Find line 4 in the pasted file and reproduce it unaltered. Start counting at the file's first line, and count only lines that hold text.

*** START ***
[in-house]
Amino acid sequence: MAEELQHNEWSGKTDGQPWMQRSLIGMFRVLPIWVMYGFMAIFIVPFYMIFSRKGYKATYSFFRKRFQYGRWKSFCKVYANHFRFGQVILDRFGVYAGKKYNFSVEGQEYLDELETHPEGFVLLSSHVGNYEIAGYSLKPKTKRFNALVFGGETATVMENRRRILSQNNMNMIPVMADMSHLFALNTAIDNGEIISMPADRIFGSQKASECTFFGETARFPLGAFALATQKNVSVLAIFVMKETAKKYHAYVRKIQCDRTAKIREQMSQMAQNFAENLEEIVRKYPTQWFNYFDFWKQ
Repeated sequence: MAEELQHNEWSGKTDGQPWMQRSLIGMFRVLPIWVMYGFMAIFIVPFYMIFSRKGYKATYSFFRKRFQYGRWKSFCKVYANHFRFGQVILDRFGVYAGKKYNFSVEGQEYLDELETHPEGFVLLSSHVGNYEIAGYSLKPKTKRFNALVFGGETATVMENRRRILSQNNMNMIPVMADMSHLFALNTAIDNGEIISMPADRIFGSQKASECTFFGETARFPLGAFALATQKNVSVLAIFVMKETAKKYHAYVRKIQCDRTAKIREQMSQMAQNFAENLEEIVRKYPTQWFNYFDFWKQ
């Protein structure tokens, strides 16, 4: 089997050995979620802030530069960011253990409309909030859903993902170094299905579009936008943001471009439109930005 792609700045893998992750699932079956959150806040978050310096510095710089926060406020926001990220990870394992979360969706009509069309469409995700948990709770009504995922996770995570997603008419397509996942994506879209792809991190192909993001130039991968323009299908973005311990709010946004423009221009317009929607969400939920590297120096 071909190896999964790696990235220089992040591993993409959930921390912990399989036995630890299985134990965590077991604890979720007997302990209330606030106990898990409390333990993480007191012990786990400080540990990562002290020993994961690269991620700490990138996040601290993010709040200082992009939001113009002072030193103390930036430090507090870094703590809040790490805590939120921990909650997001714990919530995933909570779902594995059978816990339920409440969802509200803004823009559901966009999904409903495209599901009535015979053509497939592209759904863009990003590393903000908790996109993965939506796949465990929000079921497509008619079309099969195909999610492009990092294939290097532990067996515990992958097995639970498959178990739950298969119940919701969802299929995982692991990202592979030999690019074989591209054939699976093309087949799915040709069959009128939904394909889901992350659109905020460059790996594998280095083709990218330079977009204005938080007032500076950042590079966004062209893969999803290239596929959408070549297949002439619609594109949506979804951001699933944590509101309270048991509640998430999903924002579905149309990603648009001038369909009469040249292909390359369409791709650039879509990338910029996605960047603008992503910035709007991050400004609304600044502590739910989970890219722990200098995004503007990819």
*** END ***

């Protein structure tokens, strides 16, 4: 089997050995979620802030530069960011253990409309909030859903993902170094299905579009936008943001471009439109930005 792609700045893998992750699932079956959150806040978050310096510095710089926060406020926001990220990870394992979360969706009509069309469409995700948990709770009504995922996770995570997603008419397509996942994506879209792809991190192909993001130039991968323009299908973005311990709010946004423009221009317009929607969400939920590297120096 071909190896999964790696990235220089992040591993993409959930921390912990399989036995630890299985134990965590077991604890979720007997302990209330606030106990898990409390333990993480007191012990786990400080540990990562002290020993994961690269991620700490990138996040601290993010709040200082992009939001113009002072030193103390930036430090507090870094703590809040790490805590939120921990909650997001714990919530995933909570779902594995059978816990339920409440969802509200803004823009559901966009999904409903495209599901009535015979053509497939592209759904863009990003590393903000908790996109993965939506796949465990929000079921497509008619079309099969195909999610492009990092294939290097532990067996515990992958097995639970498959178990739950298969119940919701969802299929995982692991990202592979030999690019074989591209054939699976093309087949799915040709069959009128939904394909889901992350659109905020460059790996594998280095083709990218330079977009204005938080007032500076950042590079966004062209893969999803290239596929959408070549297949002439619609594109949506979804951001699933944590509101309270048991509640998430999903924002579905149309990603648009001038369909009469040249292909390359369409791709650039879509990338910029996605960047603008992503910035709007991050400004609304600044502590739910989970890219722990200098995004503007990819």